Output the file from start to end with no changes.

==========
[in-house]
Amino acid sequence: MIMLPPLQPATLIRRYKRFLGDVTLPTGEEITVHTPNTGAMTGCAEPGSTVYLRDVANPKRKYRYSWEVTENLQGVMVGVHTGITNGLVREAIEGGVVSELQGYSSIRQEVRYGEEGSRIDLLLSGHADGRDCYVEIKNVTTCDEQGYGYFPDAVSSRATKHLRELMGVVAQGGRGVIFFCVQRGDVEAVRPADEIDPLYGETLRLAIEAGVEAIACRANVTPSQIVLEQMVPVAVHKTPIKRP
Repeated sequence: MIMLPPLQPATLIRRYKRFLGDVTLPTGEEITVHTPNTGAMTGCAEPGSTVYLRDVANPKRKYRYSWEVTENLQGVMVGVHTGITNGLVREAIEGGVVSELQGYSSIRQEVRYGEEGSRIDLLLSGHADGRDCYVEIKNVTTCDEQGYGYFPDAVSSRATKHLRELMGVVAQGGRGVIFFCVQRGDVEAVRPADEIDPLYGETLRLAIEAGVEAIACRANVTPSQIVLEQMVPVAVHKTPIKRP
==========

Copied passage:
[in-house]
Amino acid sequence: MIMLPPLQPATLIRRYKRFLGDVTLPTGEEITVHTPNTGAMTGCAEPGSTVYLRDVANPKRKYRYSWEVTENLQGVMVGVHTGITNGLVREAIEGGVVSELQGYSSIRQEVRYGEEGSRIDLLLSGHADGRDCYVEIKNVTTCDEQGYGYFPDAVSSRATKHLRELMGVVAQGGRGVIFFCVQRGDVEAVRPADEIDPLYGETLRLAIEAGVEAIACRANVTPSQIVLEQMVPVAVHKTPIKRP
Repeated sequence: MIMLPPLQPATLIRRYKRFLGDVTLPTGEEITVHTPNTGAMTGCAEPGSTVYLRDVANPKRKYRYSWEVTENLQGVMVGVHTGITNGLVREAIEGGVVSELQGYSSIRQEVRYGEEGSRIDLLLSGHADGRDCYVEIKNVTTCDEQGYGYFPDAVSSRATKHLRELMGVVAQGGRGVIFFCVQRGDVEAVRPADEIDPLYGETLRLAIEAGVEAIACRANVTPSQIVLEQMVPVAVHKTPIKRP